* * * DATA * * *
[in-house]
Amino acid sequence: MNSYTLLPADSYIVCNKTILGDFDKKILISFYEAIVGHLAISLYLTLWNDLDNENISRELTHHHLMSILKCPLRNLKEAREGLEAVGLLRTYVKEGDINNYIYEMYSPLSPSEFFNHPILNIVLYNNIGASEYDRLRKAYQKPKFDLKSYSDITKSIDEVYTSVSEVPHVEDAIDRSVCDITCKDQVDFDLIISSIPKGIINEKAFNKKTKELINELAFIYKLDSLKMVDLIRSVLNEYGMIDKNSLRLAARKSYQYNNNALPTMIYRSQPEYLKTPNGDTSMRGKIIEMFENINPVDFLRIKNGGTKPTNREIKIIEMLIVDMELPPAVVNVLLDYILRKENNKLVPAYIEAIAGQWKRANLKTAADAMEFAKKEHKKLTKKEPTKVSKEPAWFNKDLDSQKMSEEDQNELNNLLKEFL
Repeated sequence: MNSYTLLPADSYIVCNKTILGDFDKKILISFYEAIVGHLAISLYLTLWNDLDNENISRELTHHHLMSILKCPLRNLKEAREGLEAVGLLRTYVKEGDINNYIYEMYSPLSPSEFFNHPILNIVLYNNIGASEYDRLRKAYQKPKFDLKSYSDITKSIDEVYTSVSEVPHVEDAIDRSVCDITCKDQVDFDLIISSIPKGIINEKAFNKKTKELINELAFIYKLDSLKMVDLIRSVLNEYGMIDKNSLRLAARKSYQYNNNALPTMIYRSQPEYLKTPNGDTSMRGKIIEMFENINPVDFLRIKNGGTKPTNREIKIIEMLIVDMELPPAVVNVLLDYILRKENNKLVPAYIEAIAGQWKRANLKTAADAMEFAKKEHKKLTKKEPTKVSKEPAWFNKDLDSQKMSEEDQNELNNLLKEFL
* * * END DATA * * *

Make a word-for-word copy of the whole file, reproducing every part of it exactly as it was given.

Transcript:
[in-house]
Amino acid sequence: MNSYTLLPADSYIVCNKTILGDFDKKILISFYEAIVGHLAISLYLTLWNDLDNENISRELTHHHLMSILKCPLRNLKEAREGLEAVGLLRTYVKEGDINNYIYEMYSPLSPSEFFNHPILNIVLYNNIGASEYDRLRKAYQKPKFDLKSYSDITKSIDEVYTSVSEVPHVEDAIDRSVCDITCKDQVDFDLIISSIPKGIINEKAFNKKTKELINELAFIYKLDSLKMVDLIRSVLNEYGMIDKNSLRLAARKSYQYNNNALPTMIYRSQPEYLKTPNGDTSMRGKIIEMFENINPVDFLRIKNGGTKPTNREIKIIEMLIVDMELPPAVVNVLLDYILRKENNKLVPAYIEAIAGQWKRANLKTAADAMEFAKKEHKKLTKKEPTKVSKEPAWFNKDLDSQKMSEEDQNELNNLLKEFL
Repeated sequence: MNSYTLLPADSYIVCNKTILGDFDKKILISFYEAIVGHLAISLYLTLWNDLDNENISRELTHHHLMSILKCPLRNLKEAREGLEAVGLLRTYVKEGDINNYIYEMYSPLSPSEFFNHPILNIVLYNNIGASEYDRLRKAYQKPKFDLKSYSDITKSIDEVYTSVSEVPHVEDAIDRSVCDITCKDQVDFDLIISSIPKGIINEKAFNKKTKELINELAFIYKLDSLKMVDLIRSVLNEYGMIDKNSLRLAARKSYQYNNNALPTMIYRSQPEYLKTPNGDTSMRGKIIEMFENINPVDFLRIKNGGTKPTNREIKIIEMLIVDMELPPAVVNVLLDYILRKENNKLVPAYIEAIAGQWKRANLKTAADAMEFAKKEHKKLTKKEPTKVSKEPAWFNKDLDSQKMSEEDQNELNNLLKEFL